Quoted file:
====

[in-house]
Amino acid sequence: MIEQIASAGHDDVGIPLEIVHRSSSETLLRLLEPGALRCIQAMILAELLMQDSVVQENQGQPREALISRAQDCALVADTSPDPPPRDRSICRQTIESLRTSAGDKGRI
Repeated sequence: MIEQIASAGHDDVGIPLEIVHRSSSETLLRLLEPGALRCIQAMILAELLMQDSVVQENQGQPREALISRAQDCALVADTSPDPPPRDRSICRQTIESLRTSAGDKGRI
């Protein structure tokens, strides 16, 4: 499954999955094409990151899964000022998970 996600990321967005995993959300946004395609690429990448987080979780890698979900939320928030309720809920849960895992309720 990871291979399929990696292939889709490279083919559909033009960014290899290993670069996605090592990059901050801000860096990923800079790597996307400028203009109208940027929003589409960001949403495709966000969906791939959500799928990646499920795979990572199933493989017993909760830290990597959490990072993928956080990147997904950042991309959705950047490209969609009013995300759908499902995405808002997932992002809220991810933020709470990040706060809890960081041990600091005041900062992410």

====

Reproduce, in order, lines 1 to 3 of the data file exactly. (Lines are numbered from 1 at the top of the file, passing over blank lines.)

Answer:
[in-house]
Amino acid sequence: MIEQIASAGHDDVGIPLEIVHRSSSETLLRLLEPGALRCIQAMILAELLMQDSVVQENQGQPREALISRAQDCALVADTSPDPPPRDRSICRQTIESLRTSAGDKGRI
Repeated sequence: MIEQIASAGHDDVGIPLEIVHRSSSETLLRLLEPGALRCIQAMILAELLMQDSVVQENQGQPREALISRAQDCALVADTSPDPPPRDRSICRQTIESLRTSAGDKGRI